Detailed Study Design:
Approach and Methodology

The purpose of the long-term research project proposed is to investigate computational and logical models for describing, analysing, and verifying individual and aggregates of computational entities - which we refer to as computees - interacting in the context of global, open, and dynamic environments. The project is divided into three phases: formal models; computational models; verification and experiments. Each phase is planned to last for one year, and comprises of two Workpackages constituting the major focus of project activities for that year. Work on the foundational aspects feeds into the development of computational models and tools.

Phase 1: formal models. In the first phase of the project, we undertake studies that integrate hypothetical, temporal and argumentation-based reasoning to logically model individual computees. We then seek to develop a logical framework for interactions amongst computees. This will establish interactions amongst computees via direct communication, whether based on standard protocols or emerging from individual communicative behaviours.

Phase 2: computational models. In the second phase of the project, we develop computational models for the logical models of individual computees and their interactions. To support these computational models, a complete experimental demonstrator will also be developed, which will be tested on scenaria and examples of varying scales.

Phase 3: verification and experiments. In the third phase of the project, we identify significant and desirable properties of computees and their societies, and prove formally under what circumstances these properties hold. We validate our results further using a prototype demonstrator animating the formal models. The techniques developed provide a practical basis for the design of classes of systems and applications which require aggregate behaviour of computational entities .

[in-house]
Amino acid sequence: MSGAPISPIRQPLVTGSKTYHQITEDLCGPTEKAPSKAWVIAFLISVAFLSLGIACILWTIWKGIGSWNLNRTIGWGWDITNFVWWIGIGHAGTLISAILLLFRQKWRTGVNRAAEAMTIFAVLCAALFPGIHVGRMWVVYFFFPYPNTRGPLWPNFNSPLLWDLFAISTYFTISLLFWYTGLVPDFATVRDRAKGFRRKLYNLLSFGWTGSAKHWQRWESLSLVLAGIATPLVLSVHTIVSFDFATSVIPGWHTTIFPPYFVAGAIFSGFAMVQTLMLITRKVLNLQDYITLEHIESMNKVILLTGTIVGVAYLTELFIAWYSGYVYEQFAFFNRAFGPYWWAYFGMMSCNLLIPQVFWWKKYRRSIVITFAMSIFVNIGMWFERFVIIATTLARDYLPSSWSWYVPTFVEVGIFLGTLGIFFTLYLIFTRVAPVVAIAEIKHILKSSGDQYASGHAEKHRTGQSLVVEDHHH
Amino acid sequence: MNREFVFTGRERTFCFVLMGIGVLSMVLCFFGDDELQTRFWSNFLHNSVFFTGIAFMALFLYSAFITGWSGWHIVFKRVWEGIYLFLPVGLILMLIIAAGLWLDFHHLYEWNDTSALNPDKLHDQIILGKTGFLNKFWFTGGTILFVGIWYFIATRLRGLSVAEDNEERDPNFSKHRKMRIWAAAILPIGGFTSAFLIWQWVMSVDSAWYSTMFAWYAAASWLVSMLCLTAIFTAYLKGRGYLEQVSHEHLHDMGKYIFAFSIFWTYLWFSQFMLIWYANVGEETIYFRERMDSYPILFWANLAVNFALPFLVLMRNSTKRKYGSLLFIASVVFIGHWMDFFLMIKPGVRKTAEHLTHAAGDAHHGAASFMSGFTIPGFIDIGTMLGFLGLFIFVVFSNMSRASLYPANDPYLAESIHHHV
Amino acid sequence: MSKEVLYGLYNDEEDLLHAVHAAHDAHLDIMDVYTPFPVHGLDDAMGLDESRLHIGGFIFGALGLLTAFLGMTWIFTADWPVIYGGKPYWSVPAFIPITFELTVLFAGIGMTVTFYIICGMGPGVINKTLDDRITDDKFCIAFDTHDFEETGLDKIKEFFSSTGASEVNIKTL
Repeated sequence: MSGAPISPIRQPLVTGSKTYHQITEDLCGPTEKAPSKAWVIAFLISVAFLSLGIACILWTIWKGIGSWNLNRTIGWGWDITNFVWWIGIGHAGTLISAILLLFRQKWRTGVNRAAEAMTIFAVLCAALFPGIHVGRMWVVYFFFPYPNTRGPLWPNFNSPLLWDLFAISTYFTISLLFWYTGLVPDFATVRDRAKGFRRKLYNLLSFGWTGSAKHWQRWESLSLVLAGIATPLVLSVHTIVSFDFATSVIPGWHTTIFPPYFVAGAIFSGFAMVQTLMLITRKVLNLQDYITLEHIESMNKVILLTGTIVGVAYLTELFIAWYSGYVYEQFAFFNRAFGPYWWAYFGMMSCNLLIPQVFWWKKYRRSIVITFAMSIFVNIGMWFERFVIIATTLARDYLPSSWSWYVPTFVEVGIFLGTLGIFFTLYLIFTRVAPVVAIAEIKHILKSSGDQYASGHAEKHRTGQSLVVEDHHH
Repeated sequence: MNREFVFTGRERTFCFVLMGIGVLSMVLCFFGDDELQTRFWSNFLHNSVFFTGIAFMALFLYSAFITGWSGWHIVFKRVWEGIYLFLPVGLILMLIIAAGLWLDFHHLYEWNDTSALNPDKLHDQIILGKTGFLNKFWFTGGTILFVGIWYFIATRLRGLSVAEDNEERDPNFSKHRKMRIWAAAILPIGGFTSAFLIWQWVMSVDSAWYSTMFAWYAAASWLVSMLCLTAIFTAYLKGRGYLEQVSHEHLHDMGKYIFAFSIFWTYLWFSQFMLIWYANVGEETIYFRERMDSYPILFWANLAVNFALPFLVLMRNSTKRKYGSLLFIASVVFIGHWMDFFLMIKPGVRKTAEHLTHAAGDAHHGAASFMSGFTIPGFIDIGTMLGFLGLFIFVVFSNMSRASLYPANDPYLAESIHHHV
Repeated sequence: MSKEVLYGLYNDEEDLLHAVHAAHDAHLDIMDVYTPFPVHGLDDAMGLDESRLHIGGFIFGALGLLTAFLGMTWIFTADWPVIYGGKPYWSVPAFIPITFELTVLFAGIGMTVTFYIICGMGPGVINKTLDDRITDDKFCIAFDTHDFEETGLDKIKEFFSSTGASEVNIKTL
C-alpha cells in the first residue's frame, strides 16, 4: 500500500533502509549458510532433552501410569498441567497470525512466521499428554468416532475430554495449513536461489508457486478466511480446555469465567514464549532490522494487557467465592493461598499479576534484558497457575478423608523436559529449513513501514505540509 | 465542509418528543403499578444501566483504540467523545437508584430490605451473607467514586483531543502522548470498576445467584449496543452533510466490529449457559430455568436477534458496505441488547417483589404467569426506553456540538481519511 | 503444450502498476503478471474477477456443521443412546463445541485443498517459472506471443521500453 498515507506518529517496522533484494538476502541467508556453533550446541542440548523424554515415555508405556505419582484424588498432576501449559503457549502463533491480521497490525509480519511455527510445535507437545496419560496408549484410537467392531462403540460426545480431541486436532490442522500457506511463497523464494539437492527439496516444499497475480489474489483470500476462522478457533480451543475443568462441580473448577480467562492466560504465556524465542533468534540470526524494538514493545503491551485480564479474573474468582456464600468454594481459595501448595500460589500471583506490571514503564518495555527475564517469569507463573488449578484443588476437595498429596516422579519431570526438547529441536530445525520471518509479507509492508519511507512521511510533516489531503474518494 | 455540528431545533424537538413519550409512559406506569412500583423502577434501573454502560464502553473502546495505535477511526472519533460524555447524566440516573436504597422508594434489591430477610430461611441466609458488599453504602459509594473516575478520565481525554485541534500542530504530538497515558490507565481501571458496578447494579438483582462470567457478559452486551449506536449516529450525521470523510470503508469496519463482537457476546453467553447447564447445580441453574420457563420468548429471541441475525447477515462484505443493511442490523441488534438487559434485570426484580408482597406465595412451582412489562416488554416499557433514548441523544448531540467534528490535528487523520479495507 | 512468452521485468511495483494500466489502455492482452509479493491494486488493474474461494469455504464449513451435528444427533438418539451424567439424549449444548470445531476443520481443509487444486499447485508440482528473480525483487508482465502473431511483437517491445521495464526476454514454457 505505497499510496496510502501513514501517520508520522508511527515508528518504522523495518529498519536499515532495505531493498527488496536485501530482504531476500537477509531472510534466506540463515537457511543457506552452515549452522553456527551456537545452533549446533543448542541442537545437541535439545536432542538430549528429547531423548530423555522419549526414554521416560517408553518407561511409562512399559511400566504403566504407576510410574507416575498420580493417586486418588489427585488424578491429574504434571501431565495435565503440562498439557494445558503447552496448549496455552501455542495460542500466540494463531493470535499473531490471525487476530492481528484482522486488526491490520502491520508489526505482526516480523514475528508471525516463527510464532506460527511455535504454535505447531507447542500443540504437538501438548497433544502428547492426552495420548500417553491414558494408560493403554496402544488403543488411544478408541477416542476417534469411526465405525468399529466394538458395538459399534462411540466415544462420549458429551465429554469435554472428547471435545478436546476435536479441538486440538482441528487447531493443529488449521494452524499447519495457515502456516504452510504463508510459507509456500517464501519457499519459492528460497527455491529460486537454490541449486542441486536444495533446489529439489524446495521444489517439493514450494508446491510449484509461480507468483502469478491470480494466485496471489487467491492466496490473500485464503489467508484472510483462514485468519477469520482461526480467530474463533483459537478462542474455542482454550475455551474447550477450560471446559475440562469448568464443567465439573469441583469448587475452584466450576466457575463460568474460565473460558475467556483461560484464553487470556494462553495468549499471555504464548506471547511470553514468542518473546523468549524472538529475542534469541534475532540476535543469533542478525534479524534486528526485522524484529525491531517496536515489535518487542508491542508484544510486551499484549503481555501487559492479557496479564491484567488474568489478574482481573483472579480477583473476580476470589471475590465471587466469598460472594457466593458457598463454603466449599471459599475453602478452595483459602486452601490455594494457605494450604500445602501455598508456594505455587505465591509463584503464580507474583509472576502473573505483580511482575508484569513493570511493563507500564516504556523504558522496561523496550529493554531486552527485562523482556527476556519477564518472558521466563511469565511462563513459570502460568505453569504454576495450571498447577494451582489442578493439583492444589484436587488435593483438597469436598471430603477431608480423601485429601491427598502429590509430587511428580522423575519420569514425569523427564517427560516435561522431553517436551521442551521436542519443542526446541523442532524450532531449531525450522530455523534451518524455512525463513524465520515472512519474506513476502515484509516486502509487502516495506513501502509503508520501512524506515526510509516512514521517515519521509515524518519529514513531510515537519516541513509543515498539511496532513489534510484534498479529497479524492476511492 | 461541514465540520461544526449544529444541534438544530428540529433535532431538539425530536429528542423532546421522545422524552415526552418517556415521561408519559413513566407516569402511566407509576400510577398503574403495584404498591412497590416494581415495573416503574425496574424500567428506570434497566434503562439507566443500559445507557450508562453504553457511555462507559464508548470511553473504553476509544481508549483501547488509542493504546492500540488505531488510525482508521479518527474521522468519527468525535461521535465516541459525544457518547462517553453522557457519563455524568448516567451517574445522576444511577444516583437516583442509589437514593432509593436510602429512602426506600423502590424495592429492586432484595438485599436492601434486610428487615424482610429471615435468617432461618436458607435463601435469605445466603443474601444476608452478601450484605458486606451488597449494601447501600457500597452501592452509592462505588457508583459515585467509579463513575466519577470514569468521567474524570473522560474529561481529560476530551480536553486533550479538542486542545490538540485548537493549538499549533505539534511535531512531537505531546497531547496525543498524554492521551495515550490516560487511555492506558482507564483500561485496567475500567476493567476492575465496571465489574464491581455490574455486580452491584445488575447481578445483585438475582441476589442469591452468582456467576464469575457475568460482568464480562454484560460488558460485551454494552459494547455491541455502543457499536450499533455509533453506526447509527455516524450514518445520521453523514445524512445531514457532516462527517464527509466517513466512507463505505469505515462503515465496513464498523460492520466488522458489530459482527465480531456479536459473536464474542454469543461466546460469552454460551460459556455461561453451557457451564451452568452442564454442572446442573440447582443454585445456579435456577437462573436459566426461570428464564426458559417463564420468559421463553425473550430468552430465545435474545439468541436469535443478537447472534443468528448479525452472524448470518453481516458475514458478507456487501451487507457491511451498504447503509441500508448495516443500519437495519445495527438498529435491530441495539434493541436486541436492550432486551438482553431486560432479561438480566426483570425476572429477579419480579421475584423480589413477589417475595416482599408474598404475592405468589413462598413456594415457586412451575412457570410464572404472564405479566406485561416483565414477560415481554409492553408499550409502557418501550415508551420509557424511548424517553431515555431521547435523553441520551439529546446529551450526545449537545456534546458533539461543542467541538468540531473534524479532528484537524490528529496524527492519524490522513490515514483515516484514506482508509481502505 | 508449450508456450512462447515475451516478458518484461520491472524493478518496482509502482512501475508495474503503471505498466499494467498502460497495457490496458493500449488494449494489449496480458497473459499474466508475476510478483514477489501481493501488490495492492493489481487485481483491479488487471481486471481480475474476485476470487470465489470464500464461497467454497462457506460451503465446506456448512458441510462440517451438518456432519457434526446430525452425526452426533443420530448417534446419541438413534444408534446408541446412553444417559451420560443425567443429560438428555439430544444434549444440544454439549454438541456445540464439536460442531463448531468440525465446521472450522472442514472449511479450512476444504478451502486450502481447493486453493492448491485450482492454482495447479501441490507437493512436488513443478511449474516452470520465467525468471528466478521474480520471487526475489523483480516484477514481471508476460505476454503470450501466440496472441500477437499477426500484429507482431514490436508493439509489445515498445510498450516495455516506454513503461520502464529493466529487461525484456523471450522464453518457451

The first activity defines and designs the basic metaphor of an electronic road for the exploration of information, taking into account users' multi-lingual backgrounds as well as different user profiles. These metaphors will form the building blocks for using novel technologies such as multimedia, parallel and distributed computing, digital libraries and networking in the construction of distributed interactive multimedia frameworks. The second activity capitalizes on the results from the first activity to proceed to the actual implementation and installation of prototype Electronic Roads in the region. The third activity will serve the purpose of the project's exploitation and evaluation. This activity aims to study the added value of regional cultural roads with respect to various aspects of the Information Society.

Even though each phase is planned on a yearly basis, work on each phase does not stop at specific times, and the investigations in each phase continue concurrently. The work of each workpackage is either a foreground activity or a background activity, depending on the phase of the project. Foreground activities of each phase will occupy most of the effort expended during that time. Background activities will continue concurrently, and will feed foreground activities at regular intervals, as marked by intermediate project meetings. In this way, early workpackages that have finished as foreground activities will continue to provide results, directions and feedback to later workpackages. On the other hand, later workpackages can generate new additional directions for earlier ones. As an example, the design of the formal models of phase 1 will pave the way for the development of the computational model and experimentation of phases 2 and 3. At the same time, phases 2 and 3 may produce new additional interesting unforeseen results that can feed back into research in phase 1.


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